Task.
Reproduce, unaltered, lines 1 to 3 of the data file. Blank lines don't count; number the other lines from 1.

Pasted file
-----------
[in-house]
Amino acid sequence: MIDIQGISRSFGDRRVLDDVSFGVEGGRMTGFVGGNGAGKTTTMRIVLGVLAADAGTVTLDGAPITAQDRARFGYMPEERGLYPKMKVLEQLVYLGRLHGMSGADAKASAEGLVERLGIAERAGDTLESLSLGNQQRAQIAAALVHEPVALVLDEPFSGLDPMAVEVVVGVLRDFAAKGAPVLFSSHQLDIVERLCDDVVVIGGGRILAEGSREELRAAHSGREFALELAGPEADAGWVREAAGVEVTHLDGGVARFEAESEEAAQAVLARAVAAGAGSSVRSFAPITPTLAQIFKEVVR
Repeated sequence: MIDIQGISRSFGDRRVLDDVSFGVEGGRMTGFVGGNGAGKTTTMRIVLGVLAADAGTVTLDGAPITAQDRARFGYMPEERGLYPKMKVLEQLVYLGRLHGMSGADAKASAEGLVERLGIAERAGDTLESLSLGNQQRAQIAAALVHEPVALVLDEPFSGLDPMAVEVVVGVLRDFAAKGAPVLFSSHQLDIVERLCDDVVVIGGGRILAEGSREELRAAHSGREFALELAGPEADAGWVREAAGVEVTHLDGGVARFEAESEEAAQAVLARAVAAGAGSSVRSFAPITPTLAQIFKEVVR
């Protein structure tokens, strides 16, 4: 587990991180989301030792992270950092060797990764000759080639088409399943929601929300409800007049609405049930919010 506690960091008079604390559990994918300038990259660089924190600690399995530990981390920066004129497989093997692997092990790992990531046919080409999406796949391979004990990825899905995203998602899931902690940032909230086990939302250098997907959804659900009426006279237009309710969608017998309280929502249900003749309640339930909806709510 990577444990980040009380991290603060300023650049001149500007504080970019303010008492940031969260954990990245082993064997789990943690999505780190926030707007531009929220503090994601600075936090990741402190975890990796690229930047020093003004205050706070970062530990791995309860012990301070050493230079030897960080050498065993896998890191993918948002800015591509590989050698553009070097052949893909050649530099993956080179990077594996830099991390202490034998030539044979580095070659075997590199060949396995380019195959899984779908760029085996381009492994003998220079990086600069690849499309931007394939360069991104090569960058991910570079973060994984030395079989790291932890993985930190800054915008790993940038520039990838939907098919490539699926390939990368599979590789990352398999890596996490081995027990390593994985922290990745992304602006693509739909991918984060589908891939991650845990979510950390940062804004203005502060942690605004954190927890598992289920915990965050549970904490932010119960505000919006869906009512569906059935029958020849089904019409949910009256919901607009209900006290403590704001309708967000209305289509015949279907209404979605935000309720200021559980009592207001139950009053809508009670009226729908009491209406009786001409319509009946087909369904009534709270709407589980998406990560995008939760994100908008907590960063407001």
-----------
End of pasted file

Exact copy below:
[in-house]
Amino acid sequence: MIDIQGISRSFGDRRVLDDVSFGVEGGRMTGFVGGNGAGKTTTMRIVLGVLAADAGTVTLDGAPITAQDRARFGYMPEERGLYPKMKVLEQLVYLGRLHGMSGADAKASAEGLVERLGIAERAGDTLESLSLGNQQRAQIAAALVHEPVALVLDEPFSGLDPMAVEVVVGVLRDFAAKGAPVLFSSHQLDIVERLCDDVVVIGGGRILAEGSREELRAAHSGREFALELAGPEADAGWVREAAGVEVTHLDGGVARFEAESEEAAQAVLARAVAAGAGSSVRSFAPITPTLAQIFKEVVR
Repeated sequence: MIDIQGISRSFGDRRVLDDVSFGVEGGRMTGFVGGNGAGKTTTMRIVLGVLAADAGTVTLDGAPITAQDRARFGYMPEERGLYPKMKVLEQLVYLGRLHGMSGADAKASAEGLVERLGIAERAGDTLESLSLGNQQRAQIAAALVHEPVALVLDEPFSGLDPMAVEVVVGVLRDFAAKGAPVLFSSHQLDIVERLCDDVVVIGGGRILAEGSREELRAAHSGREFALELAGPEADAGWVREAAGVEVTHLDGGVARFEAESEEAAQAVLARAVAAGAGSSVRSFAPITPTLAQIFKEVVR